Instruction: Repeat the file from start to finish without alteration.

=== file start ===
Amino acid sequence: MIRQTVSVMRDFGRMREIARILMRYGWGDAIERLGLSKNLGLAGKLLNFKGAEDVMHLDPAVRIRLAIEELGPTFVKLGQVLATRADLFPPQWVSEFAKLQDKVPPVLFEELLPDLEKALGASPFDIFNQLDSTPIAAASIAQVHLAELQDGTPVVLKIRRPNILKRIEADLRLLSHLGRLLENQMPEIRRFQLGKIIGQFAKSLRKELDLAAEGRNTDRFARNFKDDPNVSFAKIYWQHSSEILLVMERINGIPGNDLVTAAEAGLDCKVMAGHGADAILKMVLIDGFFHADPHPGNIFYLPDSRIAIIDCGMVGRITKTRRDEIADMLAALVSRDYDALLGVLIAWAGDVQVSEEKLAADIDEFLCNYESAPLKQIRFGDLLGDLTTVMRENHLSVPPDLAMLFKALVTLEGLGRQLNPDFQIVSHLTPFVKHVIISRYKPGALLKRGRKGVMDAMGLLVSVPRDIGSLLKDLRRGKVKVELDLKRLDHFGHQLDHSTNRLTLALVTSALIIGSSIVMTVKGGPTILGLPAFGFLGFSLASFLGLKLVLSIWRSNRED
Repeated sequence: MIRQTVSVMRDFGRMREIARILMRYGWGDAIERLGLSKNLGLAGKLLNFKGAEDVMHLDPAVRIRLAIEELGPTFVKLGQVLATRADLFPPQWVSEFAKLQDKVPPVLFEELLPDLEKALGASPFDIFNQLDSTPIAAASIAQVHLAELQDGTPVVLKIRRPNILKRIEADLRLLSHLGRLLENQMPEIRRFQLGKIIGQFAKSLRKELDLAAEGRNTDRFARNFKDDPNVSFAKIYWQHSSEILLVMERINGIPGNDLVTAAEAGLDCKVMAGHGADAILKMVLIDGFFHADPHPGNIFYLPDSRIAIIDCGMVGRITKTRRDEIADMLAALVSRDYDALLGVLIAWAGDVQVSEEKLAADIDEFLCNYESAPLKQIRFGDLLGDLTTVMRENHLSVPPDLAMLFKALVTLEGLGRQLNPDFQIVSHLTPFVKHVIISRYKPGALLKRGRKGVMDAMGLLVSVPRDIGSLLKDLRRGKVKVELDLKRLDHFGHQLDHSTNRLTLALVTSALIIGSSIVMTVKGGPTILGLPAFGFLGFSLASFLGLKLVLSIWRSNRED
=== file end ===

Amino acid sequence: MIRQTVSVMRDFGRMREIARILMRYGWGDAIERLGLSKNLGLAGKLLNFKGAEDVMHLDPAVRIRLAIEELGPTFVKLGQVLATRADLFPPQWVSEFAKLQDKVPPVLFEELLPDLEKALGASPFDIFNQLDSTPIAAASIAQVHLAELQDGTPVVLKIRRPNILKRIEADLRLLSHLGRLLENQMPEIRRFQLGKIIGQFAKSLRKELDLAAEGRNTDRFARNFKDDPNVSFAKIYWQHSSEILLVMERINGIPGNDLVTAAEAGLDCKVMAGHGADAILKMVLIDGFFHADPHPGNIFYLPDSRIAIIDCGMVGRITKTRRDEIADMLAALVSRDYDALLGVLIAWAGDVQVSEEKLAADIDEFLCNYESAPLKQIRFGDLLGDLTTVMRENHLSVPPDLAMLFKALVTLEGLGRQLNPDFQIVSHLTPFVKHVIISRYKPGALLKRGRKGVMDAMGLLVSVPRDIGSLLKDLRRGKVKVELDLKRLDHFGHQLDHSTNRLTLALVTSALIIGSSIVMTVKGGPTILGLPAFGFLGFSLASFLGLKLVLSIWRSNRED
Repeated sequence: MIRQTVSVMRDFGRMREIARILMRYGWGDAIERLGLSKNLGLAGKLLNFKGAEDVMHLDPAVRIRLAIEELGPTFVKLGQVLATRADLFPPQWVSEFAKLQDKVPPVLFEELLPDLEKALGASPFDIFNQLDSTPIAAASIAQVHLAELQDGTPVVLKIRRPNILKRIEADLRLLSHLGRLLENQMPEIRRFQLGKIIGQFAKSLRKELDLAAEGRNTDRFARNFKDDPNVSFAKIYWQHSSEILLVMERINGIPGNDLVTAAEAGLDCKVMAGHGADAILKMVLIDGFFHADPHPGNIFYLPDSRIAIIDCGMVGRITKTRRDEIADMLAALVSRDYDALLGVLIAWAGDVQVSEEKLAADIDEFLCNYESAPLKQIRFGDLLGDLTTVMRENHLSVPPDLAMLFKALVTLEGLGRQLNPDFQIVSHLTPFVKHVIISRYKPGALLKRGRKGVMDAMGLLVSVPRDIGSLLKDLRRGKVKVELDLKRLDHFGHQLDHSTNRLTLALVTSALIIGSSIVMTVKGGPTILGLPAFGFLGFSLASFLGLKLVLSIWRSNRED